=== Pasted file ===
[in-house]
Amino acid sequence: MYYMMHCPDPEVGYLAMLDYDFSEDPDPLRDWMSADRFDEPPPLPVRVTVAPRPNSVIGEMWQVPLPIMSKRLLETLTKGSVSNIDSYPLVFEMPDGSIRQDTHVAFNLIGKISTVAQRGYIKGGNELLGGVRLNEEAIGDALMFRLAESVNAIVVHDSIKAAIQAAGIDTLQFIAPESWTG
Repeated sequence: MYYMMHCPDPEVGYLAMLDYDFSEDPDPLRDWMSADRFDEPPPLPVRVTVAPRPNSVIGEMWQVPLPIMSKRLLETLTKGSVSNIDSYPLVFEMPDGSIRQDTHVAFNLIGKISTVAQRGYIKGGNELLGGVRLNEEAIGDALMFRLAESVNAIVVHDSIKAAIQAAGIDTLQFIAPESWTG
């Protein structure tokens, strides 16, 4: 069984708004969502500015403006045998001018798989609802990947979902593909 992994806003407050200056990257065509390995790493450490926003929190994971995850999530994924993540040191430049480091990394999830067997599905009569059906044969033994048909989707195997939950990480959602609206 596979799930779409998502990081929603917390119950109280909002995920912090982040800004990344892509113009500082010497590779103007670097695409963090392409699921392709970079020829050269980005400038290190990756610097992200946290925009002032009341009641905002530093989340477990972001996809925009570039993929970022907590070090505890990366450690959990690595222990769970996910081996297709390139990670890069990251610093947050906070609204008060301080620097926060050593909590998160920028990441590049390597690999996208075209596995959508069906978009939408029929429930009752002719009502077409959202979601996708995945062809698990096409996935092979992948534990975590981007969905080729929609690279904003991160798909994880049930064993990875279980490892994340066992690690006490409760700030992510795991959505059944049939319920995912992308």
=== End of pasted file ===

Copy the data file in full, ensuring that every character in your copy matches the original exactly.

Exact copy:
[in-house]
Amino acid sequence: MYYMMHCPDPEVGYLAMLDYDFSEDPDPLRDWMSADRFDEPPPLPVRVTVAPRPNSVIGEMWQVPLPIMSKRLLETLTKGSVSNIDSYPLVFEMPDGSIRQDTHVAFNLIGKISTVAQRGYIKGGNELLGGVRLNEEAIGDALMFRLAESVNAIVVHDSIKAAIQAAGIDTLQFIAPESWTG
Repeated sequence: MYYMMHCPDPEVGYLAMLDYDFSEDPDPLRDWMSADRFDEPPPLPVRVTVAPRPNSVIGEMWQVPLPIMSKRLLETLTKGSVSNIDSYPLVFEMPDGSIRQDTHVAFNLIGKISTVAQRGYIKGGNELLGGVRLNEEAIGDALMFRLAESVNAIVVHDSIKAAIQAAGIDTLQFIAPESWTG
């Protein structure tokens, strides 16, 4: 069984708004969502500015403006045998001018798989609802990947979902593909 992994806003407050200056990257065509390995790493450490926003929190994971995850999530994924993540040191430049480091990394999830067997599905009569059906044969033994048909989707195997939950990480959602609206 596979799930779409998502990081929603917390119950109280909002995920912090982040800004990344892509113009500082010497590779103007670097695409963090392409699921392709970079020829050269980005400038290190990756610097992200946290925009002032009341009641905002530093989340477990972001996809925009570039993929970022907590070090505890990366450690959990690595222990769970996910081996297709390139990670890069990251610093947050906070609204008060301080620097926060050593909590998160920028990441590049390597690999996208075209596995959508069906978009939408029929429930009752002719009502077409959202979601996708995945062809698990096409996935092979992948534990975590981007969905080729929609690279904003991160798909994880049930064993990875279980490892994340066992690690006490409760700030992510795991959505059944049939319920995912992308």